Turner may stay on board

Feb 3, 2003  •  Post A Comment

When Ted Turner meets in New York this week with Richard Parsons, AOL Time Warner’s chief executive and chairman-elect, they will talk about a good many things-but not a hostile takeover of the beleaguered company.
Sources close to Mr. Turner say he likely will tell Mr. Parsons he intends to remain a vocal member of the board-something Mr. Parsons welcomes-despite his surprise resignation last week of his non-operational role as vice chairman. As the largest individual shareholder, Mr. Turner is not now planning an unsolicited run at AOL Time Warner or any of its operations-at least, not today, well-placed sources say.
Mr. Turner is expected to remain outspoken on such issues as improving the company’s stock price and maintaining the independence of the CNN service he created. “I have not come to this decision lightly. As you know, this company has been a significant part of my life for over 50 years,” Mr. Turner said in a prepared statement last week.
Mr. Turner, who is known for his unpredictability, could not be reached for comment about whether he is considering the sale of his 3.4 percent stake in the company, the proceeds of which could be used to meet his $1 billion pledge to the United Nations, made several years ago before AOL Time Warner stock lost 70 percent of its value.
“Anyone who has talked to him lately knows the notion that Ted would come charging back here to try and take over the company or buy back the Atlanta Braves or CNN is absurd,” said one high-level executive close to the company.
Speculation that Mr. Turner might join forces with potential suitors such as Viacom, General Electric or Microsoft Corp. failed to break a 20 percent decline in AOL Time Warner stock to below $12 a share, which came in response to the Jan. 29 announcement of Mr. Turner’s resignation and the company’s record $98.7 billion loss for 2002. Analysts said AOL Time Warner is a takeover target because it trades at about a 15 percent discount to other media concerns.
“He’s tired and he’s upset about losing nearly $6 billion of his own net worth tied up in AOL stock, but he wants to give Dick and the new management a chance,” said an executive close to Mr. Turner.
Mr. Turner, who is in the process of moving his legal residence to Florida, appears to be checking out of the daily fray, leaving the tough job of “fixing” the company’s AOL unit and balance sheet to Mr. Parsons and a conservative management team that has jettisoned the top AOL executives who engineered the January 2001 merger of America Online and Time Warner.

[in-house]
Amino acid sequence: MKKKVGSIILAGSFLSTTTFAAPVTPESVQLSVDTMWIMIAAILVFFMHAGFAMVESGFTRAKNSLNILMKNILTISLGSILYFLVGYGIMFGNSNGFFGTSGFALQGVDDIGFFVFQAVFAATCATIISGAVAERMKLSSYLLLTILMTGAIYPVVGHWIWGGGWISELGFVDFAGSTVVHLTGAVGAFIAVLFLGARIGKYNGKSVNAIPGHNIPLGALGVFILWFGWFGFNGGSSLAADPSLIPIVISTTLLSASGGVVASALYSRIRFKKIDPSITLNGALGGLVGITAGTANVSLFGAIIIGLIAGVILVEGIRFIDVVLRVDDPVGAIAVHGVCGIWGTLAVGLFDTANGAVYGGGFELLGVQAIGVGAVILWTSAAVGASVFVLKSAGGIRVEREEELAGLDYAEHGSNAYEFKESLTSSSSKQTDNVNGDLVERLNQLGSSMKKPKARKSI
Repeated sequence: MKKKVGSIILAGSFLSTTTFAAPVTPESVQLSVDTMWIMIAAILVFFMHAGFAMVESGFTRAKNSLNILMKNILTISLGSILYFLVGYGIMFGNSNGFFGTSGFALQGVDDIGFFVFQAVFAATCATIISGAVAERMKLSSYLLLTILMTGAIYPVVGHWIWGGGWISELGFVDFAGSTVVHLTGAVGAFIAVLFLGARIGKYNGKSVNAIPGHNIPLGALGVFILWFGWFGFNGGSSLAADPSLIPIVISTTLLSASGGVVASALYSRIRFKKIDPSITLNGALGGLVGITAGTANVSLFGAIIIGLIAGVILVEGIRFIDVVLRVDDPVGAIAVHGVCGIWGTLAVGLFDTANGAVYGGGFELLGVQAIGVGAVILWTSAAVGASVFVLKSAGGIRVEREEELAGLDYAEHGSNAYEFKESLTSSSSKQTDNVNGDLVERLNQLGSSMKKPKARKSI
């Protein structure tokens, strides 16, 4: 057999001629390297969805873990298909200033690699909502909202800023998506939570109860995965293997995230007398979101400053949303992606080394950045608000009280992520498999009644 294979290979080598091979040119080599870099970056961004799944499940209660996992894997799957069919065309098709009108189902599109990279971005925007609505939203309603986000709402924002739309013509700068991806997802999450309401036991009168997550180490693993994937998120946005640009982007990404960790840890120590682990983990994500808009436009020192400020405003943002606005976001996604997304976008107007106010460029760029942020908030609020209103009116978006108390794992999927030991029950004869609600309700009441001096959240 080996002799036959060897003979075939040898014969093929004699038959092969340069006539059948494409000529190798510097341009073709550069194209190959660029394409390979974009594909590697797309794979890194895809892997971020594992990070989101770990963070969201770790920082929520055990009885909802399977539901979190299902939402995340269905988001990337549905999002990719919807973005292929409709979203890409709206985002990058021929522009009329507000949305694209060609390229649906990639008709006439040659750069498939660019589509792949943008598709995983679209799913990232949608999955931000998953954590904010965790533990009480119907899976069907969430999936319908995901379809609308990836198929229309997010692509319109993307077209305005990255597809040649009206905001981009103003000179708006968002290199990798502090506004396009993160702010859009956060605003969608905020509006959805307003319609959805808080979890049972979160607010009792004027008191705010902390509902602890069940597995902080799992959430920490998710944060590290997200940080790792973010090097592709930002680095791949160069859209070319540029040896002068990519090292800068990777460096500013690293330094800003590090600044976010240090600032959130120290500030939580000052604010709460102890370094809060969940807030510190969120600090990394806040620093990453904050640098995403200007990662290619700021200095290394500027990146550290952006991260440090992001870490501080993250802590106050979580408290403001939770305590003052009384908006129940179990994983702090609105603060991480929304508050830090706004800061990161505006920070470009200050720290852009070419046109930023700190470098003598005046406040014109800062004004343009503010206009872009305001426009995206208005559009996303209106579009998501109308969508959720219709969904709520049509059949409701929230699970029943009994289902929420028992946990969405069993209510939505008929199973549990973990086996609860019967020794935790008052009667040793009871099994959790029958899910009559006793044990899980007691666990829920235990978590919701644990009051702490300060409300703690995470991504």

High-level industry executives said they believed Mr. Turner when, in a prepared statement, he said he was resigning his management post to devote more time to his philanthropic and other business interests, including a film company and a restaurant franchise.
Mr. Turner is close to Gordon Crawford, a senior VP at Capital Group’s Capital Research & Management who worked with John Malone, a 4 percent nonvoting shareholder, to oust AOL Chairman Steve Case. Mr. Turner may have hoped to be named chairman, but Mr. Parsons will assume that title when Mr. Turner steps down as vice chairman at the May shareholders meeting.
In announcing worse-than-expected 2002 results-even for some of its formerly stalwart Time Warner businesses-and a “no growth” forecast for 2003, Mr. Parsons pledged to reduce the company’s overall debt to about $20 billion in 2004 by using free cash flow and asset sales.
Those assets sales, which could come to include Time Warner Music, already involve the company’s stakes in Court TV and Comedy Central, its book publishing operations, sports teams including the Atlanta Braves and an $800 million stake in Hughes Electronics. Analysts value the music unit at about $11 billion and estimate the other assets already for sale could generate another $3 billion.
The America Online unit most likely would be spun off in a year if it can be rejuvenated. The continuing loss of value from the Internet operation resulted in a one-time $45 billion paper charge in the fourth quarter, although the Internet unit continued to heavily contribute to the overall company’s $4 billion in annual cash flow.
AOL Time Warner reported a $45 million net loss, or $10.04 a share, compared with a year-earlier loss of $1.8 billion, or 41 cents a share, on a 10 percent rise in revenues to $11.4 billion.
For all of 2002, AOL Time Warner reported a $98.7 million loss, or $22.15 a share, vs. a loss of $4.9 billion, or $1.11 a share, a year earlier on a 7 percent rise in revenues to $41 billion.
Standard & Poor’s said Friday that its BBB+ corporate credit rating on AOL Time Warner remains on “negative watch.” Analysts bemoaned the lower-than-expected results from cable television and music, and the lower growth rates at its cable networks that AOL Time Warner warned of for this year. The Time Warner businesses, which have bolstered the company, now are viewed as vulnerable.
As for the possibility of a union of CNN and ABC News, which Mr. Turner opposes, sources said Mr. Parsons and his management team will receive an internally generated report this month outlining the pros and cons of any merger. Such a move may now be more achievable without Mr. Turner vocally opposing it as a member of management.
According to parameters already ironed out, AOL Time Warner would own 70 percent of and manage the new entity, which would reside inside the corporation and would allow the companies to realize an estimated $250 million in annual cost savings, sources said. There is growing support inside AOL Time Warner for the move.
CNN and the Turner cable networks were among the few AOL Time Warner operations to report increased profits last year.